On Tuesday evening, President Donald Trump nominated Tenth Circuit Court of Appeals Judge Neil Gorsuch as the next Justice of the United States Supreme Court. While his opinions, speeches and other information will be reviewed closely in the coming weeks, employers generally should be encouraged by Judge Gorsuch’s nomination at the outset.
Employers who were hoping for a Supreme Court pick in the mold of Justice Scalia generally should be pleased with this selection. Although Judge Gorsuch has not authored many significant employment-related decisions while on the Tenth Circuit Court of Appeals (his opinion in Hobby Lobby Stores, Inc. v. Sebelius, 723 N.3d 1114 (10th Cir. 2013), being a notable exception) his published opinions on employment-related issues tend to favor employers, with multiple decisions upholding summary judgment for employers. Further, his record shows a tendency toward narrow opinions, which suggests Justice Gorsuch would not readily expand burdens on employers through Court rulings. He has been critical of overreaching class actions and written favorably about arbitration agreements. He also has been critical of undue judicial deference to administrative agencies, which would be a welcome relief to employers that dealt with particularly active administrative agencies under the Obama administration.
Notable opinions reflecting Judge Gorsuch’s judicial tendencies on issues of concern to employers include:
Guttierez-Brizuela v. Lynch, 834 F.3d 1142, 1149-58 (10th Cir. 2016). In a concurring opinion, Judge Gorsuch criticized the Chevron doctrine which provides for significant deference to administrative agencies’ interpretations of federal law within their enforcement authority. Judge Gorsuch wrote that the doctrine turns administrative agencies into “super court[s] of appeals” in violation of separation of powers principles. Of particular note to employers, Judge Gorsuch has expressed reluctance to defer to the National Labor Relations Board in recent cases. See NLRB v. Cmty. Health Servs., 812 F.3d 768, 780 (10th Cir. 2016); Teamsters Local Union No. 455 v. NLRB, 765 F.3d 1198 (10th Cir. 2014). Given the aggressive stances on numerous issues of concern to employers taken by the NLRB, DOL and EEOC under President Obama, as well as the increasing frequency of conflicting agency interpretations depending on the administration in office, employers looking for consistent guidance on their obligations under federal law may find Judge Gorsuch’s views on deference refreshing.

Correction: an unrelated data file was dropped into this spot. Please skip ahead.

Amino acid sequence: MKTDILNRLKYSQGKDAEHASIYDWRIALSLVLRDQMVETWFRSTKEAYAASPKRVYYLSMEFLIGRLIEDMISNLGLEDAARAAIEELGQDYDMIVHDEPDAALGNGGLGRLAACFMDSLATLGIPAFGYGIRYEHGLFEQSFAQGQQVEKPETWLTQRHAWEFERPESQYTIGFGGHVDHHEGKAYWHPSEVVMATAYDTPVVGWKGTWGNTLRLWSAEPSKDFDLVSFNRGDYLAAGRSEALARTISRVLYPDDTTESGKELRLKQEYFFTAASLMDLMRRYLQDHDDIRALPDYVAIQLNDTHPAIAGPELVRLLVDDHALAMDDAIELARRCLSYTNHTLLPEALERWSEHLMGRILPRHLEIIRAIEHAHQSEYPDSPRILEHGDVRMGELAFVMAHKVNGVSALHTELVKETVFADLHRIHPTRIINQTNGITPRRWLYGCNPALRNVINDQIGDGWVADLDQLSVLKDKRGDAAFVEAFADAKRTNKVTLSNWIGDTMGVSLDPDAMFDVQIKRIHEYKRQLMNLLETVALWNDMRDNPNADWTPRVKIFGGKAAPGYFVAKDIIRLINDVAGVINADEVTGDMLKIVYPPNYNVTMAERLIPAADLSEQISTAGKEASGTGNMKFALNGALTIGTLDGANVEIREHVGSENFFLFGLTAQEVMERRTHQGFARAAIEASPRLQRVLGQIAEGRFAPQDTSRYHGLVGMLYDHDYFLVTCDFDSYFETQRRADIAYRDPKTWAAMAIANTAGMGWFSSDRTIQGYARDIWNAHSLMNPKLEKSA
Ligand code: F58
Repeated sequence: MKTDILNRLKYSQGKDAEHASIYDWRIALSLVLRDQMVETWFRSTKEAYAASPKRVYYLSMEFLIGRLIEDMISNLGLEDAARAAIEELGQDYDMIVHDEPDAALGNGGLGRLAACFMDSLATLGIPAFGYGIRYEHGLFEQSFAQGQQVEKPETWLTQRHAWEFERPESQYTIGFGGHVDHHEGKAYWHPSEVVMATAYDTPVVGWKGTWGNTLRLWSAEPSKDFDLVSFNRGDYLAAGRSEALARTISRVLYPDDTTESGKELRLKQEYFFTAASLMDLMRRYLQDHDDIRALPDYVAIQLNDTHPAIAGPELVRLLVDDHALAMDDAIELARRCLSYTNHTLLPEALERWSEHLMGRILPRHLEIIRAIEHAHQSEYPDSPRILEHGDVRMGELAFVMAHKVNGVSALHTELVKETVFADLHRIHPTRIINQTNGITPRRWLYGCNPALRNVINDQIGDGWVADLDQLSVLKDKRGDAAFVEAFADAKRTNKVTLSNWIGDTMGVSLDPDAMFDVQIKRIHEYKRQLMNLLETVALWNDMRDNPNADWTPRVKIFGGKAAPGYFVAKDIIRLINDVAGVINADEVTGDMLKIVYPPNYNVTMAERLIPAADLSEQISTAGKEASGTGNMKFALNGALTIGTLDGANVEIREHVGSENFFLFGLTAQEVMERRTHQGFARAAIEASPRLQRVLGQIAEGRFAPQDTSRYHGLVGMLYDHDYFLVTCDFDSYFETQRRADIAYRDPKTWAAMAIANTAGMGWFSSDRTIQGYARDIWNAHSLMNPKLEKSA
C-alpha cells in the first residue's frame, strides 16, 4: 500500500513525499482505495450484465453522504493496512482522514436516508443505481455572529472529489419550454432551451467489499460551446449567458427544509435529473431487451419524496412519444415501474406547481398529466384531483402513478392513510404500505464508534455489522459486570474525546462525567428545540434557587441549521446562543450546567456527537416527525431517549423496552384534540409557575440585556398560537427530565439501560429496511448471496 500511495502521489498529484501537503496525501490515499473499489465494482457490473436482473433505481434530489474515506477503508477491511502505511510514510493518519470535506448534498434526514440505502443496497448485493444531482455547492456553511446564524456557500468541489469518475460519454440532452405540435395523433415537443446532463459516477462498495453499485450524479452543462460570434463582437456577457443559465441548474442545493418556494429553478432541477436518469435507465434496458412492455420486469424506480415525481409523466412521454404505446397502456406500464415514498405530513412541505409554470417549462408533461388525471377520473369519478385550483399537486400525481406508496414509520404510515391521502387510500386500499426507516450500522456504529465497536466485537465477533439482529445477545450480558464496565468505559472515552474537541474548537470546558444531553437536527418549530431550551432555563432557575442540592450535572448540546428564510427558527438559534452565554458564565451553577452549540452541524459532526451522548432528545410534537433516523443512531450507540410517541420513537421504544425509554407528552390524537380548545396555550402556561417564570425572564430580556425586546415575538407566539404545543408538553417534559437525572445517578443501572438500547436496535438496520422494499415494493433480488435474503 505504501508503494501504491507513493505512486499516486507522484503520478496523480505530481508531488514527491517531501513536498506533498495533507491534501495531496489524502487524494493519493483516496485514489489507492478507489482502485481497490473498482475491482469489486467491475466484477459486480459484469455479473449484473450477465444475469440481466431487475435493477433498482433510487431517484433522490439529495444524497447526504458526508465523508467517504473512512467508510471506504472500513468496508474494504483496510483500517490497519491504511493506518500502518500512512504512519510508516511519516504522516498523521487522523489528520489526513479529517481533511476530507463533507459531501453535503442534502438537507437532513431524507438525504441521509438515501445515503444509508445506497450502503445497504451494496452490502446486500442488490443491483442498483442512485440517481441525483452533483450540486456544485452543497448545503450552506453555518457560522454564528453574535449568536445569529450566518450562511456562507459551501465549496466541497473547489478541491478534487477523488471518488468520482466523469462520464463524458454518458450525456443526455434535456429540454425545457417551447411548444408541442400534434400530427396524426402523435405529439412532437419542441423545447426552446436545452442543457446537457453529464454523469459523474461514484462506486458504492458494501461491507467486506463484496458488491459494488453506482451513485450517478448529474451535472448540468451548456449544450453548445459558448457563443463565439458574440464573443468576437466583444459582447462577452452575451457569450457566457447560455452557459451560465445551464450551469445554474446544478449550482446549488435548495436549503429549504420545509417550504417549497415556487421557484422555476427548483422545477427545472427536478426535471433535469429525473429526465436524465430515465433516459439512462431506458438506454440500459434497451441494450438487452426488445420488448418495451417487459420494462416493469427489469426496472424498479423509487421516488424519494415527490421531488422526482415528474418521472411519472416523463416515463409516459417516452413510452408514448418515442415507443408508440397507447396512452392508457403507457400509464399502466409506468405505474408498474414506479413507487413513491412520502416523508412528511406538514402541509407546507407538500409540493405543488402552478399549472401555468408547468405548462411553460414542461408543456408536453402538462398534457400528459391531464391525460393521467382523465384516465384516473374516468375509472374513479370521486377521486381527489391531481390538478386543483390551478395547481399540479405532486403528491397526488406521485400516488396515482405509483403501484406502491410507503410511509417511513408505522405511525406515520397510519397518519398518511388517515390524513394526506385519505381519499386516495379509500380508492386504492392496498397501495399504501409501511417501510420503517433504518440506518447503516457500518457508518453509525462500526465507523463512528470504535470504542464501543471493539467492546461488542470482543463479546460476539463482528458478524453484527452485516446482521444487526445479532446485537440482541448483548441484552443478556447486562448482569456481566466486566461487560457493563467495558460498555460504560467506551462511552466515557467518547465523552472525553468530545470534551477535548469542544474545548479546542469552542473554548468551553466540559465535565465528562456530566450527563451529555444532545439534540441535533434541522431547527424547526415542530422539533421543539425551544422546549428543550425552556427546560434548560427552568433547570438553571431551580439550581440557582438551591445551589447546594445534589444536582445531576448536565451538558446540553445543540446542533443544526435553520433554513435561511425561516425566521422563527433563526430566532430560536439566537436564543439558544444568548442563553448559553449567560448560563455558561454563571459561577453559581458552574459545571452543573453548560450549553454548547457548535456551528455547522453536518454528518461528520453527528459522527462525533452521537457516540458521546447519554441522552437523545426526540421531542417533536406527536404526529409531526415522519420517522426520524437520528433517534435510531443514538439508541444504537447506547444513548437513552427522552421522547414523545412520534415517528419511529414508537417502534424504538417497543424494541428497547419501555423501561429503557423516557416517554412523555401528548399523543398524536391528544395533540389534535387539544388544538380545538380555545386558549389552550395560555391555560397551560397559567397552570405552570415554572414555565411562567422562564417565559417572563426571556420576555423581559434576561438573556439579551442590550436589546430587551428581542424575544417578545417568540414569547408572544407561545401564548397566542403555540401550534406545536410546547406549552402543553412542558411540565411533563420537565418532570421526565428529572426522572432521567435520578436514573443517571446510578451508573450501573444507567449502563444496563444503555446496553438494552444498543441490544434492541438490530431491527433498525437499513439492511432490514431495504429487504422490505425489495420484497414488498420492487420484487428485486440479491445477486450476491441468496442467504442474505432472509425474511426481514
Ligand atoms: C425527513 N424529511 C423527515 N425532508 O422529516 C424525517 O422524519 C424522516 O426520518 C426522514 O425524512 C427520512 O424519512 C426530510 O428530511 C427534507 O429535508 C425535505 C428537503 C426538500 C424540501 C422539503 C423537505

Chelsea Family Pharmacy, PLLC v. Medco Health Solutions, Inc., 567 F.3d 1191 (10th Cir. 2009). Judge Gorsuch expressed a clear preference for enforcing arbitration agreements, agreeing with Supreme Court precedent that “any doubts concerning the scope of arbitrable issues should be resolved in favor of arbitration, whether the problem at hand is the construction of the contract language itself or an allegation of waiver, delay, or a like defense to arbitrability.” As such, he explained that the court’s job “is always to enforce the parties’ intent and, absent such clear intent, apply the presumption of arbitrability.” Employers who have relied on arbitration agreements to resolve disputes with their employees (which often include class action waivers to protect the employer against frivolous class claims), should be encouraged by Judge Gorsuch’s published views.
Hobby Lobby Stores, Inc. v. Sebelius, 723 N.3d 1114 (10th Cir. 2013). Judge Gorsuch wrote a concurring opinion agreeing with the majority of the Tenth Circuit that the Religious Freedom Restoration Act and Free Exercise clause protected Christian business owners from the Affordable Care Act’s contraceptive mandate. The following year, the Supreme Court agreed with the Tenth Circuit’s decision in Burwell v. Hobby Lobby Stores, Inc. In his concurrence, Judge Gorsuch focused on the personal faith of the business owners as integral to the legal analysis and espoused the view that the court’s analysis should not inquire into the sincerity of those beliefs. Emphasizing the role of the courts, Judge Gorsuch explained that “It is not for secular courts to rewrite the religious complaint of a faithful adherent, or to decide whether a religious teaching about complicity imposes ‘too much’ moral disapproval on those only ‘indirectly’ assisting wrongful conduct.” Notably, he emphasized that the Religious Freedom Restoration Act, “doesn’t just apply to protect popular religious beliefs: it does perhaps its most important work in protecting unpopular religious beliefs, vindicating this nation’s long-held aspiration to serve as a refuge of religious tolerance.”